Electrically driven wind may enable stealthy propulsion without heat or sound for small aircraft, researchers at MIT say.
When an electric current passes between two electrodes, one of which is thinner than the other, charged particles create movement in the air in-between. If enough voltage is applied, the wind that is generated can produce thrust without needing moving parts or fuel. This phenomenon, technically called electrohydrodynamic thrust, is known as “ionic wind,” and was first proposed in the 1920s. (Ionic wind thrusters differ from ion thrusters used in spacecraft, which blast out streams of electrically charged particles for propulsion.)
For years, hobbyists have posted how-to videos on building “ionocrafts,” lightweight assemblies made of balsa wood, aluminum foil and wire that can rise and hover. Despite such interest, ionic wind was long relegated to science-fair projects and basement experiments, due to the general belief that ionic thrusters were too inefficient to serve as a viable propulsion system, requiring enormous amounts of electricity to generate useful levels of thrust.
However, MIT scientists have found through experiments that ionic thrusters may actually be a far more efficient source of propulsion than conventional jet engines. Their findings suggest ionic wind can generate more than 50 times higher thrust per kilowatt than standard jet engines.
"Electrohydrodynamic thrust could be really efficient," says Steven Barrett, an aerospace engineer and atmospheric scientist who is also the director of MIT’s Laboratory for Aviation and the Environment.
The fact there are neither moving parts nor motors in these thrusters means they could propel small, light aircraft silently and without much of a heat signature, potentially making them ideal for spy planes.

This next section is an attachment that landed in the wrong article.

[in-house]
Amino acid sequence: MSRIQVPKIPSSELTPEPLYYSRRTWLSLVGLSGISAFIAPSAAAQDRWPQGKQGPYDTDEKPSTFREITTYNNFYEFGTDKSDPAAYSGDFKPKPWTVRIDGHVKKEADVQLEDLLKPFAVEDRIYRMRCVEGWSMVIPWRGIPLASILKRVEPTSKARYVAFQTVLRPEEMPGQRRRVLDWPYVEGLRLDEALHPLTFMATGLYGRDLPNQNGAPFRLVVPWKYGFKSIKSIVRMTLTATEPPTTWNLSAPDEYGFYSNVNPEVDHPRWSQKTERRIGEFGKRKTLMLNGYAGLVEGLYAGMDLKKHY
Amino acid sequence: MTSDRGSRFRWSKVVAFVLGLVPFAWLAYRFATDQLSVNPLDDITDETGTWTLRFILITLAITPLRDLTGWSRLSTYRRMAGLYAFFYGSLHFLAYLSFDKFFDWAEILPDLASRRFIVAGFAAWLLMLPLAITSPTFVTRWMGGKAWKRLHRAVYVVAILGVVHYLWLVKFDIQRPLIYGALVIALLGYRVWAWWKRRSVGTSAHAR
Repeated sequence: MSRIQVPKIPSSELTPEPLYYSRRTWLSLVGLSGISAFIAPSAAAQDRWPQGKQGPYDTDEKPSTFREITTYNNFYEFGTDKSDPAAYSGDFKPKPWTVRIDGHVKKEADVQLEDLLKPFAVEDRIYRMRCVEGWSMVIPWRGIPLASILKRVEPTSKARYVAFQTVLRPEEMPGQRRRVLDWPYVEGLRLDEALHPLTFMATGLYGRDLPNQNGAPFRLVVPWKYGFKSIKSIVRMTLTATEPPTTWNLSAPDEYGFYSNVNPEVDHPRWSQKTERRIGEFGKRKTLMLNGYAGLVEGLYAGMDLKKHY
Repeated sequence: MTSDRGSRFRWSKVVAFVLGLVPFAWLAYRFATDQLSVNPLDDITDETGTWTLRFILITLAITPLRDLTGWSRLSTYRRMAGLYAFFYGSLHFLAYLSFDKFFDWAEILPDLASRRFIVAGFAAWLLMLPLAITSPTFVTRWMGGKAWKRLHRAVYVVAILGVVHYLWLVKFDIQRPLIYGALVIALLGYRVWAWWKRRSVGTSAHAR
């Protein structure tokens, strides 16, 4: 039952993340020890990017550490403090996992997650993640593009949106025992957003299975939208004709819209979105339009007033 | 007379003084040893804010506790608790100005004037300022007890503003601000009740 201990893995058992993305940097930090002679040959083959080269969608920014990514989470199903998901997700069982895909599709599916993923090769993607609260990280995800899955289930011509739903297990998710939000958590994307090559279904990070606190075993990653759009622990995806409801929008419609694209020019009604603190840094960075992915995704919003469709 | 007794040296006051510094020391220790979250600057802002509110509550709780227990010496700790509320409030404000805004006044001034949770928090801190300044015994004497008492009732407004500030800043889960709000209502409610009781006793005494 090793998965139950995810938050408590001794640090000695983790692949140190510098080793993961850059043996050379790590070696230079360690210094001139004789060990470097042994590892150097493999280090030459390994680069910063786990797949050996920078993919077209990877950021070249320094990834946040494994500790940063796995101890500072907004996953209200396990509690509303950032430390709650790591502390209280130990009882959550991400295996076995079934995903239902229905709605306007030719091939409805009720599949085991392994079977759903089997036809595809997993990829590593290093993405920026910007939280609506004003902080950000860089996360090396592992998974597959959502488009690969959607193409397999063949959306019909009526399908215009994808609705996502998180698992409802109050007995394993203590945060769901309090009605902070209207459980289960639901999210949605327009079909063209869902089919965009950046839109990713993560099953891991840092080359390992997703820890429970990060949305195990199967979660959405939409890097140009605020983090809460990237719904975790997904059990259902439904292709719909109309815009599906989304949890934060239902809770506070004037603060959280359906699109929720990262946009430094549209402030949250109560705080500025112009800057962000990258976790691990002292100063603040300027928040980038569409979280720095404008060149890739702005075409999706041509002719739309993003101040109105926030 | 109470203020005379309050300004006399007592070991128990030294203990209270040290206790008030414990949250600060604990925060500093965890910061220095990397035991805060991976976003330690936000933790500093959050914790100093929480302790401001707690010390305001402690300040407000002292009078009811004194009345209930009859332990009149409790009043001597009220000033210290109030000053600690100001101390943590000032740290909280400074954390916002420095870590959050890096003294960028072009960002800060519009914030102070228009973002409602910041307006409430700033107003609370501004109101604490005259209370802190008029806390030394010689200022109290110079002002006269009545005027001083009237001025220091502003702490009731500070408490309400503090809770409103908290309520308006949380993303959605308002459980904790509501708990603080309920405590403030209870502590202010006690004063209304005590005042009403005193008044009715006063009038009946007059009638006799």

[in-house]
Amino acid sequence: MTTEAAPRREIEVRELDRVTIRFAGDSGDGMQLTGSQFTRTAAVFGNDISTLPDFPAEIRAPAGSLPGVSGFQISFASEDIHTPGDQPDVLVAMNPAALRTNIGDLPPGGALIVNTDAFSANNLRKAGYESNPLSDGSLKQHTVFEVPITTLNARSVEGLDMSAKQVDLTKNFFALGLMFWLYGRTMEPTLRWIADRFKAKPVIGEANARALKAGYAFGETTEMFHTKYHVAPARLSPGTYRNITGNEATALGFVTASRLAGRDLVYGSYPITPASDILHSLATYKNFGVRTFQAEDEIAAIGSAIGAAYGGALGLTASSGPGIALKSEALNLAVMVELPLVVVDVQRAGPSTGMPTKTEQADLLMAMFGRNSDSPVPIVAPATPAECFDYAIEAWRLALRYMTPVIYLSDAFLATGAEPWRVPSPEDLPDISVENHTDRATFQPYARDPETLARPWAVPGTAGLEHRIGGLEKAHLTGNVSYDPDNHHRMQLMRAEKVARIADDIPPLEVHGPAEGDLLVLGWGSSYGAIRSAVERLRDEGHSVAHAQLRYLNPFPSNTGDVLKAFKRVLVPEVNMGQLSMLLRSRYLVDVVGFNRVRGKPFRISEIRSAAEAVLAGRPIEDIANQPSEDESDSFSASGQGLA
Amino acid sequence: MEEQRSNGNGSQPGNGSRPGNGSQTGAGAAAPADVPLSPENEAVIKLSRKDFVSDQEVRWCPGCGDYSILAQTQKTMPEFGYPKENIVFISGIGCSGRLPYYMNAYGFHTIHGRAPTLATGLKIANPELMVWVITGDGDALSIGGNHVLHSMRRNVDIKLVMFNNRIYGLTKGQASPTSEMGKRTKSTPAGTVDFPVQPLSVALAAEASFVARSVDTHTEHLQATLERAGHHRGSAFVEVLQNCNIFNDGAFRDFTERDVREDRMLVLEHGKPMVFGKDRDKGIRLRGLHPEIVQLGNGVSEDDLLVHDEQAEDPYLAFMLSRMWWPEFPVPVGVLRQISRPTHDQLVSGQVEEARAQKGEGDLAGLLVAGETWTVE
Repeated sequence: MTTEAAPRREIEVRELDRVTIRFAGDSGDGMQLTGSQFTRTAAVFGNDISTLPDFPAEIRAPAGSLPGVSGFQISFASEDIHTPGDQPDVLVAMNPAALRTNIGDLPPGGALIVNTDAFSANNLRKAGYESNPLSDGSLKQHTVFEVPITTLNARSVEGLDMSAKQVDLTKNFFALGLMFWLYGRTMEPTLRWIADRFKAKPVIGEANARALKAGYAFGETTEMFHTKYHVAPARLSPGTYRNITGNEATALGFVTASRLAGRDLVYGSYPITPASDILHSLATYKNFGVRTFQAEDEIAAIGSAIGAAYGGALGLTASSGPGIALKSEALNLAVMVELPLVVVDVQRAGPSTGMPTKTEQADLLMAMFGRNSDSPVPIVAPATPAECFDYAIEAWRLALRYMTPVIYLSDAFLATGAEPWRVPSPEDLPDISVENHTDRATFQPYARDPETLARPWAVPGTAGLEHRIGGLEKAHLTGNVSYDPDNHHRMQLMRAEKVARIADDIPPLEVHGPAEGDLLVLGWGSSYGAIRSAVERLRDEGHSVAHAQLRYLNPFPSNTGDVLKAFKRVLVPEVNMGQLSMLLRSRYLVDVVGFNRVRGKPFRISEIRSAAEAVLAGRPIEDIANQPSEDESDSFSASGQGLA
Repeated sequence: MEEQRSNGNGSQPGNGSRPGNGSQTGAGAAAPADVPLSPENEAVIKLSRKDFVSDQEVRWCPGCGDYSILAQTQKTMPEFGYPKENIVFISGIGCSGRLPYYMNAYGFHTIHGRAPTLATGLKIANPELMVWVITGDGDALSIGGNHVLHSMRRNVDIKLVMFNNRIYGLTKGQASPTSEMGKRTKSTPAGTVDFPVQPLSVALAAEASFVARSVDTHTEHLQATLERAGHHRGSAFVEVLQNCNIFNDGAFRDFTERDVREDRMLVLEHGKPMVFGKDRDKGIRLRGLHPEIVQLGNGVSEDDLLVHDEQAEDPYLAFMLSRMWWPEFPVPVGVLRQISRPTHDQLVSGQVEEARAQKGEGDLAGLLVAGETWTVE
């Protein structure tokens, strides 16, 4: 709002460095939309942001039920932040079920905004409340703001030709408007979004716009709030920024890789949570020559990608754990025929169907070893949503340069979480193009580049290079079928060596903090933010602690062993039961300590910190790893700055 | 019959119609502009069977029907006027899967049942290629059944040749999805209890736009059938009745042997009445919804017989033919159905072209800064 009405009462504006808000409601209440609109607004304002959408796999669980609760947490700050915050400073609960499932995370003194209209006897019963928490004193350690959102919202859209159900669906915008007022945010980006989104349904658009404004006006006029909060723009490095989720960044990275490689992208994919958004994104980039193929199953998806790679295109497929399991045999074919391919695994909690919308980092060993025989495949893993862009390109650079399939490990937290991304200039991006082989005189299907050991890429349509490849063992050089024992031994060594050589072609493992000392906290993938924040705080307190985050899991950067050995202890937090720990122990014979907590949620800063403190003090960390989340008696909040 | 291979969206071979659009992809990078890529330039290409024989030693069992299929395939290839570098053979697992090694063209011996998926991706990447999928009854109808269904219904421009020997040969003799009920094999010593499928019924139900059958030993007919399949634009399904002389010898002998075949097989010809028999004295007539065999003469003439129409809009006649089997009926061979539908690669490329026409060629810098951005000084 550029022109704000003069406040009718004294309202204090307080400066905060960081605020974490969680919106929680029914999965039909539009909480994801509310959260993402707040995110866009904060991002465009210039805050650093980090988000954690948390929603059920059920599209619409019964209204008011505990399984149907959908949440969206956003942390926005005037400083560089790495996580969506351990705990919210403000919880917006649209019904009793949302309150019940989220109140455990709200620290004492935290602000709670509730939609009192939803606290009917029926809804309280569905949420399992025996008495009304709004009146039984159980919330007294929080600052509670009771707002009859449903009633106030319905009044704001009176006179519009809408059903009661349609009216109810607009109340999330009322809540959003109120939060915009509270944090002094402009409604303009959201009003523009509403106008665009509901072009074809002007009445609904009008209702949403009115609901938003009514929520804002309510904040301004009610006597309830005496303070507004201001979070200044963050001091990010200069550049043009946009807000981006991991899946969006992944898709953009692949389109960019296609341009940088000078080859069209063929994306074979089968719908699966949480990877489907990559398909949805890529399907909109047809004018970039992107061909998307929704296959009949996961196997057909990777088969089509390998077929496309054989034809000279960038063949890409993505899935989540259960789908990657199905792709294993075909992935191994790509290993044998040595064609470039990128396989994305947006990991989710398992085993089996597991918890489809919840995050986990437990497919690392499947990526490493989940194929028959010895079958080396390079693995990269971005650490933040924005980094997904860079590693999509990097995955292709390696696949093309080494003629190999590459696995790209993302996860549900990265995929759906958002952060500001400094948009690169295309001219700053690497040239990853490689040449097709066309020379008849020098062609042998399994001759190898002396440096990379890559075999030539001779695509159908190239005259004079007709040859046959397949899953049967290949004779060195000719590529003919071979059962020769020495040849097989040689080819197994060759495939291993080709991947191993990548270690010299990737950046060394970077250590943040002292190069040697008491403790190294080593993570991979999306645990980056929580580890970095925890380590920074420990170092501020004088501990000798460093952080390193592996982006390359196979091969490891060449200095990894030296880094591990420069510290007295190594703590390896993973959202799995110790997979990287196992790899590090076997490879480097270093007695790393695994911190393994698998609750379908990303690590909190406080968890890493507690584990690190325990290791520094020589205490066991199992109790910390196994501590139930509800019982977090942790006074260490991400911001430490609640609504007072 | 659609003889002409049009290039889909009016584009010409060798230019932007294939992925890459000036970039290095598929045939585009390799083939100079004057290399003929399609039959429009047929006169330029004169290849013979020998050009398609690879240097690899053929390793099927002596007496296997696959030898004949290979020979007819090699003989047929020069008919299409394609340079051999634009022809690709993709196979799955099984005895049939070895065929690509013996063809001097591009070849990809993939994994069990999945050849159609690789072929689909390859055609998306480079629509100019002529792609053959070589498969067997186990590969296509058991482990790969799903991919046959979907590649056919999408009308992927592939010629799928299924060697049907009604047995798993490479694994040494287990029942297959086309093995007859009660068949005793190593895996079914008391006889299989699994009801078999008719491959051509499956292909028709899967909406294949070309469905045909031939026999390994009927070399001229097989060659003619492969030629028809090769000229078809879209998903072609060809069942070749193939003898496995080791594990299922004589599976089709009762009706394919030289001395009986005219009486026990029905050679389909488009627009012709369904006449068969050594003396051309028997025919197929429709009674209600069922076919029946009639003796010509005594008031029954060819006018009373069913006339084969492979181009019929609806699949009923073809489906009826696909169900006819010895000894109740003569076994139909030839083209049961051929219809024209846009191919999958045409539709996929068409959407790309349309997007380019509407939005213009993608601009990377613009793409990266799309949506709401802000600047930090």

"Its first applications could be in unmanned air vehicles, which could include lighter-than-air vehicles," Barrett says.
To investigate how efficient these thrusters are, the researchers built a simple version consisting of a few parts — a very thin copper electrode dubbed the emitter, a thicker cylindrical aluminum electrode known as the collector, an air gap in between, and a lightweight frame supporting the electrodes that also connected them to an electrical power source. When voltage was applied, electrons were stripped from nearby air molecules. These ionized molecules became strongly repelled by the emitter and attracted to the collector. As they flowed toward the collector, they collided with surrounding electrically neutral air molecules, creating wind.
The larger the gap between electrodes, the stronger the thrust produced. The scientists found these engines generally produce low amounts of thrust per given area, which means lifting up even a small aircraft would require a very large air gap. For a vehicle to use such propulsion, it would need to generate along its entire length and width, Barrett says.
"If it works, it would need a totally different aircraft and propulsion system configuration," he says.
One drawback is that very large voltages may be needed to lift up such aircraft. Small, lightweight balsa craft typically require several kilovolts, but even a tiny spy plane loaded with sensors and a power supply would need hundreds of thousands of kilovolts. Barrett thinks it is a solvable challenge, although he remains uncertain as to how exactly to tackle it.
Barrett and his colleague Kento Masuyama detailed their findings online April 3 in the journal Proceedings of the Royal Society A.
Top Image: Illustration of an aircraft propelled by ionic wind thrust. Credit: MIT.